Now, in an interdisciplinary approach, we are in full communication with the medical staff and progress and/or regress their exercises and programs based on a collaboration with the medical staff and other professionals. This can be the most effective way to program, but we have to be honest with ourselves as well. When you train a lot of clients, it is extremely hard to set up multiple calls and conversations with other professionals to stay up to date. Nonetheless, this form of communication is key to bridging the gap, and some form of this approach should be highly valued and sought out as a trainer.
The most effective approach for us as coaches and trainers is to take on a trans-disciplinary approach. This approach is a paradigm where we (medical and personal) progress to reach a common goal. We use what we have heard from the medical staff and use their perspective, as well as our own, to help our clients reach their goals.
There are many ways this can be accomplished, such as contacting medical clinics and setting up times to talk with the doctors and medical staff in the area to better understand their environment, process and knowledge, as well as learn a little bit about the medications and recommendations, all of which will go a long way.
I understand there is already a lot on your plate. I know if you are dedicated to your craft then you are showing up early to train your clients and spend hours outside of the gym, programming and taking calls to help them. However, I am not talking about your passion and effort levels with your clients.
I am talking about expanding the textbook role of an exercise specialist and reaching out to other professionals working with your clients and talking with the physicians, nurses, occupational therapists, physical therapists, speech therapists, clinical nutritionists and social workers, who may also interact with our clients. Now, some of these relationships may not apply to you based on the population you work with, but most clients I know do end up seeing one of these specialists at some point while also training with me. Collaborating with these professionals can give you great insight on how to improve your approach to working with your client. In turn, you can also give great insight and help to their professional community as well.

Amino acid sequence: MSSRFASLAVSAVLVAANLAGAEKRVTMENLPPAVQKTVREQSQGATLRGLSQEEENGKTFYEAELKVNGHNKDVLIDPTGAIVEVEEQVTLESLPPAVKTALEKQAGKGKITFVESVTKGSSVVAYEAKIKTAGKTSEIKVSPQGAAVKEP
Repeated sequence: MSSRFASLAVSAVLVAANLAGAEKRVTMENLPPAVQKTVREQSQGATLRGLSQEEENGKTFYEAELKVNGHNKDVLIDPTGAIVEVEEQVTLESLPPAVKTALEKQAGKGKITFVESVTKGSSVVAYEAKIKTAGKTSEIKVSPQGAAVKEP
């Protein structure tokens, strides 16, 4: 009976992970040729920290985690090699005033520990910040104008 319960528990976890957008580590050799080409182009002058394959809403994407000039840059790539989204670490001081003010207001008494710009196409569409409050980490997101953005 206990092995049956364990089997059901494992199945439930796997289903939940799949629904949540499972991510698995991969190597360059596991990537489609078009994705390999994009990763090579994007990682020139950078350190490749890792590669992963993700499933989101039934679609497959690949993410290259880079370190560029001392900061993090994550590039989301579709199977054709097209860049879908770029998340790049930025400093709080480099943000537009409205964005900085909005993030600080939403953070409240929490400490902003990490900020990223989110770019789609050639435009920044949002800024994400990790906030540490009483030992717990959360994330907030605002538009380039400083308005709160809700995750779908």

I believe we have bridged the gap with the tools we use to help our clients and athletes progress, but I don’t think we have bridged the gap with communication between the medical staff that provides healthcare for our clients. I would have never known that individuals with cystic fibrosis can spend up to two or three hours a day just fighting CF. That changes things when you are looking to write a program for them. While I realize that I am working with a very specific population, it has taught me that learning from the medical community and health environment as they relate to your client, can be very impactful.
It is important to remember that we hear what our clients tell us . . . not what the physicians told them. The context of the doctor’s conversation with the patients and our conversation with them may be altered and formed through a biased opinion based on what clients took in and accepted.
How often do we see the client immediately after a doctor’s appointment?
Almost never, which gives them time to forget, change and alter what they perceive the doctor told them and adjust the information to meet their personal needs and desires. It is only human nature.
We should seek understand the professions of those who interact with our clients by taking on a more trans-disciplinary approach. We should actively communicate and collaborate with other professionals to provide the most effective care for our shared clients. Doctors are doing their job based on what they were taught in school and what they have learned in practice. They are held to a very high standard, so when they do not prescribe exercise, perhaps it’s because they do not want the patients to overexert and further hurt themselves. Have you ever written a program for a client and they go twice as hard because they thought more is better? The doctor doesn’t want the patient to put himself in harm’s way, so he or she prescribes conservatively and accordingly.
Remember why you got into this industry: To help improve the quality of life in your clients. I know many doctors, nurses, physical therapists, nutritionists and other specialists, who are all driven to do the same. They’re all still learning.
We are all specialized in our own fields, all taught differently with diverse backgrounds. It doesn’t mean one way is better. If we learn from each other, we will form the best approach possible.
I will leave you with a quote from Patch Adams:
“You treat a disease, you win, you lose. You treat a person, I guarantee you, you’ll win, no matter what the outcome.”